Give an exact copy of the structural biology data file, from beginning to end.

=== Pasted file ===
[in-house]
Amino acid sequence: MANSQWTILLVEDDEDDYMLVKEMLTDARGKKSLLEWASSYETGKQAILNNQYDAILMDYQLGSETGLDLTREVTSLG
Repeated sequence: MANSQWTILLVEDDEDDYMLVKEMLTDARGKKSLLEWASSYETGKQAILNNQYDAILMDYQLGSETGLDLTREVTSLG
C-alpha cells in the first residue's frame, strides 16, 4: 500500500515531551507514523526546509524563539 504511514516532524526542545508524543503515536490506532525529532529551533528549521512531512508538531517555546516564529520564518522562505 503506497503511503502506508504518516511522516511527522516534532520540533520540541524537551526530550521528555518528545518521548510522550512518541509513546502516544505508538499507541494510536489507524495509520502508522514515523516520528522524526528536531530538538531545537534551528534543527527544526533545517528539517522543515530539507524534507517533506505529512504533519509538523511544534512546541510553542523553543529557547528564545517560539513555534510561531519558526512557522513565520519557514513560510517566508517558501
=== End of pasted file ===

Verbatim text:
[in-house]
Amino acid sequence: MANSQWTILLVEDDEDDYMLVKEMLTDARGKKSLLEWASSYETGKQAILNNQYDAILMDYQLGSETGLDLTREVTSLG
Repeated sequence: MANSQWTILLVEDDEDDYMLVKEMLTDARGKKSLLEWASSYETGKQAILNNQYDAILMDYQLGSETGLDLTREVTSLG
C-alpha cells in the first residue's frame, strides 16, 4: 500500500515531551507514523526546509524563539 504511514516532524526542545508524543503515536490506532525529532529551533528549521512531512508538531517555546516564529520564518522562505 503506497503511503502506508504518516511522516511527522516534532520540533520540541524537551526530550521528555518528545518521548510522550512518541509513546502516544505508538499507541494510536489507524495509520502508522514515523516520528522524526528536531530538538531545537534551528534543527527544526533545517528539517522543515530539507524534507517533506505529512504533519509538523511544534512546541510553542523553543529557547528564545517560539513555534510561531519558526512557522513565520519557514513560510517566508517558501